Date of Award
Doctor of Philosophy (PhD)
Psychology and Behavioral Sciences
Distributions of job performance indicators have historically been assumed to be normally distributed (Aguinis & O'Boyle, 2014; Schmidt & Hunter, 1983; Tiffin, 1947). Generally, any evidence to the contrary has been attributed to errors in the measurement of job performance (Murphy, 2008). A few researchers have been skeptical of this assumption (Micceri, 1989; Murphy, 1999; Saal, Downey, & Lahey, 1980); yet, only recently has research demonstrated that in certain specific situations job performance is exponentially distributed (Aguinis, O'Boyle, Gonzalez-Mulé, & Joo, 2016; O'Boyle & Aguinis, 2012). To date there have been few recommendations in the Industrial-Organizational Psychology literature about how to evaluate distributions of job performance to determine whether they fit an exponential curve. There also has not been substantial justification in the literature as to why distributions of job performance would be expected to be normally distributed versus exponentially distributed. Furthermore, recent research about job performance distributions has narrowly focused only on a few specific types of work and on a few specific indicators of performance. Thus, research concerning distributions of job performance indicators is, to date, of limited generalizability.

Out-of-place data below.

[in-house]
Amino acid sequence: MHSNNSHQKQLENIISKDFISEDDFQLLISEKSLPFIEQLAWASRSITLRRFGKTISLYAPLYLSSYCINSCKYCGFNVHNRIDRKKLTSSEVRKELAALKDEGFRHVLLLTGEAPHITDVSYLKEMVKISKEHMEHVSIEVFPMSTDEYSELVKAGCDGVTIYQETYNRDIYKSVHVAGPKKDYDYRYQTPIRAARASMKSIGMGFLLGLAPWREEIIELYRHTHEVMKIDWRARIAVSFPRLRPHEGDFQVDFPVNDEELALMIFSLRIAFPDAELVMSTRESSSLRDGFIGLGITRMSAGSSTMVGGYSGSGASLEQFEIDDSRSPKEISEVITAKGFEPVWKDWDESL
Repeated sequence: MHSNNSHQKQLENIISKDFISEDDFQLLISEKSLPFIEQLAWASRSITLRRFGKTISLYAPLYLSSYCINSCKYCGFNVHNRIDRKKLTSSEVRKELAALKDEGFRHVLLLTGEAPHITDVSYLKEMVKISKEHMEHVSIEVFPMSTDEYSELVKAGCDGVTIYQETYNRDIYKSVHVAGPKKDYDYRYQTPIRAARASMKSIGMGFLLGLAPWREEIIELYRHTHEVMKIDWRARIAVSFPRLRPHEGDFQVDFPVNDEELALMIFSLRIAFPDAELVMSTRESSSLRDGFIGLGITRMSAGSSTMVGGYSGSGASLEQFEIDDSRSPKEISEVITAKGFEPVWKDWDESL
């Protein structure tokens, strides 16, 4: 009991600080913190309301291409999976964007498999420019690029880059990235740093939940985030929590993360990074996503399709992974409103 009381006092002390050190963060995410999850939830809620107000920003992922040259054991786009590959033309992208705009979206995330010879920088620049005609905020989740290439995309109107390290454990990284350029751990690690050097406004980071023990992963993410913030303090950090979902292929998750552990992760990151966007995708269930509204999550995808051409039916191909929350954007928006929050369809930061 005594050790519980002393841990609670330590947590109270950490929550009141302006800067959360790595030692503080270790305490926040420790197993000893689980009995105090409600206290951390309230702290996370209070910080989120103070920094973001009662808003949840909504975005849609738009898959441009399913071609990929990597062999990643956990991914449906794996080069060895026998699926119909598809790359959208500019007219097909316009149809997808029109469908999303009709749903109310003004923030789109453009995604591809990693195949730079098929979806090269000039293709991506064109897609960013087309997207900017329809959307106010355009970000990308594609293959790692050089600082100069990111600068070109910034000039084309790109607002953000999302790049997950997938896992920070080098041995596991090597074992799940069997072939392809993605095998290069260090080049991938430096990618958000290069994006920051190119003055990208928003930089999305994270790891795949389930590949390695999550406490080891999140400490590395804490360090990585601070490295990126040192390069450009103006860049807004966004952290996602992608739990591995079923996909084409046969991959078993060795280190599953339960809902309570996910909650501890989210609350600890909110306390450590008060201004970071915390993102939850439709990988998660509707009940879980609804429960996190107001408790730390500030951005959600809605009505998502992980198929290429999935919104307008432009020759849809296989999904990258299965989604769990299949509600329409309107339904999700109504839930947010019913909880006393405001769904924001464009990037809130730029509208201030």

The current research attempts to close the gaps in the literature by identifying high fidelity methods and applying them to classify distributions of various indicators of job performance on a continuous spectrum from normal to exponential. In this research, multiple types of indicators of performance (and indices computed from combinations of indicators) were found to produce exponential distributions. More specifically, managerial indicators of job performance were found to best fit a normal distribution whereas objective measures, as well as composite measures of performance consisting of objective and subjective indicators, were found to best fit an exponential distribution. This study provides researchers and practitioners with new suggestions for classifying job performance distributions as well as new techniques for better differentiating between top and bottom performers.
Chambers, Richard J. II, "" (2016). Dissertation. 83.